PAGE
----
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First-generation Chinese-Americans growing their influence in philanthropy

Philanthropy by Chinese-Americans is increasing faster than the general population as a whole, with many giving to higher education, often to their alma maters, according to a new study. 

The number of Chinese-American foundations in the U.S. rose to nearly 1,300 between 2000 and 2014, a 418 percent jump compared to 195 percent for the general population.

The research also showed that major gifts by Chinese-Americans increased almost five-fold between 2008 and 2014 to nearly $500 million. In 2014, a pair of brothers Gerald and Ronnie Chan alone gave $350 million to Harvard University’s School of Public Health, at the time the largest gift in the school's history.

The findings come from the Global Chinese Philanthropy Initiative, a partnership of UCLA’s Luskin School of Public Affairs, the University of California, Irvine's Long U.S.-China Institute and Asian Americans Advancing Justice LA. 


Stewart Kwoh, who heads AAAJ-LA and the philanthropy initiative, said many of these big donors are first-generation Americans choosing to buck cultural conventions and "give back in big ways."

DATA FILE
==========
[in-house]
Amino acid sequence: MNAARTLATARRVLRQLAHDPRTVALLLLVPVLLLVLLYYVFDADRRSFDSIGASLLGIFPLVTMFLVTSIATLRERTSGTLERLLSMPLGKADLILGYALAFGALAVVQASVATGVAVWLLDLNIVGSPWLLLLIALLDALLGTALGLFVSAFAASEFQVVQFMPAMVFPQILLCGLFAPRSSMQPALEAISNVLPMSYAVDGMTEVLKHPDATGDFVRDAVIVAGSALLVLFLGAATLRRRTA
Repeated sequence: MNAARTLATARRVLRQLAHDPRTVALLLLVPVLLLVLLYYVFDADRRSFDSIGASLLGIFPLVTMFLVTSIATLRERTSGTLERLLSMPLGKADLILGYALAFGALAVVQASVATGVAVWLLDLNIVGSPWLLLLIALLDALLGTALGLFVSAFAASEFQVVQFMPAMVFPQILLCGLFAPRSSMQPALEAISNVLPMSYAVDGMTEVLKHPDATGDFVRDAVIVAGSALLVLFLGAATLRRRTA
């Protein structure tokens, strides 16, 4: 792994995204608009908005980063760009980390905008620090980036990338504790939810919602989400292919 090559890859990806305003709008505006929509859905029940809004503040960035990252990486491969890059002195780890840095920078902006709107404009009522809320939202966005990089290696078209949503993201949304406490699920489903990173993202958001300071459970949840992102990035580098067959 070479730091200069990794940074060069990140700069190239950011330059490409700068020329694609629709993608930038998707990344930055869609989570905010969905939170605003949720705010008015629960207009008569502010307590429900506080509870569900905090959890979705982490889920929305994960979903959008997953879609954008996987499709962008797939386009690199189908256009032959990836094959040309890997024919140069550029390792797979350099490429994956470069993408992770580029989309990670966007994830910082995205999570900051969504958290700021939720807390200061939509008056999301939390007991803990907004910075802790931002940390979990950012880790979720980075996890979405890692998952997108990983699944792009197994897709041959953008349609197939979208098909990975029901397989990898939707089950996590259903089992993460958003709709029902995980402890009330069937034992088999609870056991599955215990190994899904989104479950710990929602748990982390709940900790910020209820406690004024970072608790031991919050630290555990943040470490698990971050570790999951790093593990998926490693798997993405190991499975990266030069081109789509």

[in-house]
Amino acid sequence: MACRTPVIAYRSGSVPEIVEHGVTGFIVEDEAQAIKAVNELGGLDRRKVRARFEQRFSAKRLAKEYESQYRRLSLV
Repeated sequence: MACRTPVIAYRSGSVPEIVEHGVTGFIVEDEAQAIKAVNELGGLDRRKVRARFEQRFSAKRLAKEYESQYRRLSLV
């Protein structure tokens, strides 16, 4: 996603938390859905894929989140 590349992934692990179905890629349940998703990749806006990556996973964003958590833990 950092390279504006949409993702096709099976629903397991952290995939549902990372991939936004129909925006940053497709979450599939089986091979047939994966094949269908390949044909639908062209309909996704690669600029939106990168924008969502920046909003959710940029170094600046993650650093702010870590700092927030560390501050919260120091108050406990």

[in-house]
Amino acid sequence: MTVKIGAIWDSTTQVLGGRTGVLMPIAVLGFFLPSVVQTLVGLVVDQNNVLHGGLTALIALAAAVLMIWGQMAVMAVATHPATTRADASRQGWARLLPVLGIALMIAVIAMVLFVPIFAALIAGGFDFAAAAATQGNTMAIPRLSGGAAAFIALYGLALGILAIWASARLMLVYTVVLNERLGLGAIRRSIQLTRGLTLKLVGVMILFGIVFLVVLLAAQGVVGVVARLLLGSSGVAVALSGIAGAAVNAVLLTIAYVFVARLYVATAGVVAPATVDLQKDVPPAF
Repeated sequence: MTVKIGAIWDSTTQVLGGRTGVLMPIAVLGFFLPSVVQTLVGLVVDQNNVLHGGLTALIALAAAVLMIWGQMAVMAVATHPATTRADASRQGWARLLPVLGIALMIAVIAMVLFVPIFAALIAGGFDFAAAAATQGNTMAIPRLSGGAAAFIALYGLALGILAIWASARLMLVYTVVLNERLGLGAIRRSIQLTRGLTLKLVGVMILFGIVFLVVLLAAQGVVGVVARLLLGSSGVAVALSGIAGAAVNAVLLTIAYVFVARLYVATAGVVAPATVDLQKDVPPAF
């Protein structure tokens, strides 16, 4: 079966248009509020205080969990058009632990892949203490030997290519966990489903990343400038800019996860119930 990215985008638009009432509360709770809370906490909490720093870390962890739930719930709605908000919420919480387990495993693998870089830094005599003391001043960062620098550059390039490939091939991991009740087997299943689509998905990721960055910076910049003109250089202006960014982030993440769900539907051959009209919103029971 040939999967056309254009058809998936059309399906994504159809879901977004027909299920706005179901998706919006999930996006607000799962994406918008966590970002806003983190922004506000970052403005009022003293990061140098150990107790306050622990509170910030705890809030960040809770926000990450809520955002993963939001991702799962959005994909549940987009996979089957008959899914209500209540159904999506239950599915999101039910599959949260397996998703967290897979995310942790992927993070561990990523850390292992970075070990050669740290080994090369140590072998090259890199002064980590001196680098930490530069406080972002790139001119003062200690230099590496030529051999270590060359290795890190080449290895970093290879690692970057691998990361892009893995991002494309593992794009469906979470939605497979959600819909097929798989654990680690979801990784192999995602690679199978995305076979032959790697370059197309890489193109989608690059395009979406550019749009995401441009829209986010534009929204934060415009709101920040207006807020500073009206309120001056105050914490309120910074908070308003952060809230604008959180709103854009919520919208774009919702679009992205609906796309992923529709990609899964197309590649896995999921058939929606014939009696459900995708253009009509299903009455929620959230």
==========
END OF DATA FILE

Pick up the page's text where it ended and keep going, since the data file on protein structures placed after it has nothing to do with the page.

"Usually, the tradition in Chinese-American families is to take care of the family and what we’re seeing now is the giving is to even a broader community family," said Kwoh, who is also an honorary lifetime trustee for KPCC.

Kwoh said some of the philanthropists are interested in passing on the family business to their children "but they don’t want to give the stocks and cash to the children because they feel it will ruin and change their lives so they don’t have to work."

John Long's family foundation has given tens of millions of dollars to initiatives like launching the Ziman Center for Real Estate and the Long U.S.-China Institute at UC Irvine.

Long first came to the United States at age six and grew up in South L.A. He went onto found Highridge Partners, a global real estate investment company, and realized he wanted to start a foundation.

"Certainly, enough people have helped me in my life that I feel like it's almost a mission," Long said of the foundation, which is now run by the youngest of his three daughters.

"At the end of the day, you can either hoard what you have or you can share," said Long, who lives in Palos Verdes. "They’re not going to stuff my casket with dollar bills."


The report found that philanthropy is also fast on the rise among Chinese overseas. In China, the number of foundations in 2016 stood at 5,545, a jump of 430 percent over 10 years.  

That's good news for the U.S. Wealthy Chinese from Hong Kong are by far the top donors to American universities, giving $181 million between 2007 and 2013.

Kwoh said that the report focused on Chinese-American philanthropists after noticing a string of major gifts they made, but the plan is to broaden the study of philanthropy to other Asian Americans and to Chinese around Asia.

"We want to put a spotlight on people who are giving," Kwoh said. "We want to spur more interest in giving back to the community."